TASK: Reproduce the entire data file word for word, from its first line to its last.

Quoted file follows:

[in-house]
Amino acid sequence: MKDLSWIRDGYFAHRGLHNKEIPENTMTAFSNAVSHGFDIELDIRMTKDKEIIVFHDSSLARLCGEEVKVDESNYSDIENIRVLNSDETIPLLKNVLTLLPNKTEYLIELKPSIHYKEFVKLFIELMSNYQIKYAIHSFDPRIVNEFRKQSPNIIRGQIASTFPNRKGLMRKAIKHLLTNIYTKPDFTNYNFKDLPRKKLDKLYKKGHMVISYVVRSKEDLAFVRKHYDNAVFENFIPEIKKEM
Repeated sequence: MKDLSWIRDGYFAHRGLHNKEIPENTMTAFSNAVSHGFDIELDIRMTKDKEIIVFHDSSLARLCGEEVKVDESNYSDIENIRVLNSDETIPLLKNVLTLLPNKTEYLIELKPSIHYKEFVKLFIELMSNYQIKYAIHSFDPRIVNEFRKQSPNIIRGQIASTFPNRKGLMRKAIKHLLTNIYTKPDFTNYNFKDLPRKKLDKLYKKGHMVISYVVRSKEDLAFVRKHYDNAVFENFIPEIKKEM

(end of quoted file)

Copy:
[in-house]
Amino acid sequence: MKDLSWIRDGYFAHRGLHNKEIPENTMTAFSNAVSHGFDIELDIRMTKDKEIIVFHDSSLARLCGEEVKVDESNYSDIENIRVLNSDETIPLLKNVLTLLPNKTEYLIELKPSIHYKEFVKLFIELMSNYQIKYAIHSFDPRIVNEFRKQSPNIIRGQIASTFPNRKGLMRKAIKHLLTNIYTKPDFTNYNFKDLPRKKLDKLYKKGHMVISYVVRSKEDLAFVRKHYDNAVFENFIPEIKKEM
Repeated sequence: MKDLSWIRDGYFAHRGLHNKEIPENTMTAFSNAVSHGFDIELDIRMTKDKEIIVFHDSSLARLCGEEVKVDESNYSDIENIRVLNSDETIPLLKNVLTLLPNKTEYLIELKPSIHYKEFVKLFIELMSNYQIKYAIHSFDPRIVNEFRKQSPNIIRGQIASTFPNRKGLMRKAIKHLLTNIYTKPDFTNYNFKDLPRKKLDKLYKKGHMVISYVVRSKEDLAFVRKHYDNAVFENFIPEIKKEM